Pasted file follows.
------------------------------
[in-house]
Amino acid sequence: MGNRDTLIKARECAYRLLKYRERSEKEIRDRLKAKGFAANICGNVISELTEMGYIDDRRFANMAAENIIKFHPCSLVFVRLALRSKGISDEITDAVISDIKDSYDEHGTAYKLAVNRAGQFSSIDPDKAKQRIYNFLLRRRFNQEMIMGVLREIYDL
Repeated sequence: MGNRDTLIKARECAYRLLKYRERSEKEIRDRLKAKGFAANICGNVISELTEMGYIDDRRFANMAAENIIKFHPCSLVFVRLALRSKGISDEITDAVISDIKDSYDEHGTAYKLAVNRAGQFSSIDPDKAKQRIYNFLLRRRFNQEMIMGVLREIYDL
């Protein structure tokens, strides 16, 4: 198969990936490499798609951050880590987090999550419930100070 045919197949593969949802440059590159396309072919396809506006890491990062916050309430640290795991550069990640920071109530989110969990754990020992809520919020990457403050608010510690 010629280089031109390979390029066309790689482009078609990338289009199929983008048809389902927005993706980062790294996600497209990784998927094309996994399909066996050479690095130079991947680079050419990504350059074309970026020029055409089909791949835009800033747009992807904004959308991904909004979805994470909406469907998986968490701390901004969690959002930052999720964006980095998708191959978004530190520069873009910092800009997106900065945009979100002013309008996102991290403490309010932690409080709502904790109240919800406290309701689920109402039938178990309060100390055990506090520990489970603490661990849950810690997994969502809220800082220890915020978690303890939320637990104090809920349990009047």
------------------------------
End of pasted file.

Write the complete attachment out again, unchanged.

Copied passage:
[in-house]
Amino acid sequence: MGNRDTLIKARECAYRLLKYRERSEKEIRDRLKAKGFAANICGNVISELTEMGYIDDRRFANMAAENIIKFHPCSLVFVRLALRSKGISDEITDAVISDIKDSYDEHGTAYKLAVNRAGQFSSIDPDKAKQRIYNFLLRRRFNQEMIMGVLREIYDL
Repeated sequence: MGNRDTLIKARECAYRLLKYRERSEKEIRDRLKAKGFAANICGNVISELTEMGYIDDRRFANMAAENIIKFHPCSLVFVRLALRSKGISDEITDAVISDIKDSYDEHGTAYKLAVNRAGQFSSIDPDKAKQRIYNFLLRRRFNQEMIMGVLREIYDL
């Protein structure tokens, strides 16, 4: 198969990936490499798609951050880590987090999550419930100070 045919197949593969949802440059590159396309072919396809506006890491990062916050309430640290795991550069990640920071109530989110969990754990020992809520919020990457403050608010510690 010629280089031109390979390029066309790689482009078609990338289009199929983008048809389902927005993706980062790294996600497209990784998927094309996994399909066996050479690095130079991947680079050419990504350059074309970026020029055409089909791949835009800033747009992807904004959308991904909004979805994470909406469907998986968490701390901004969690959002930052999720964006980095998708191959978004530190520069873009910092800009997106900065945009979100002013309008996102991290403490309010932690409080709502904790109240919800406290309701689920109402039938178990309060100390055990506090520990489970603490661990849950810690997994969502809220800082220890915020978690303890939320637990104090809920349990009047």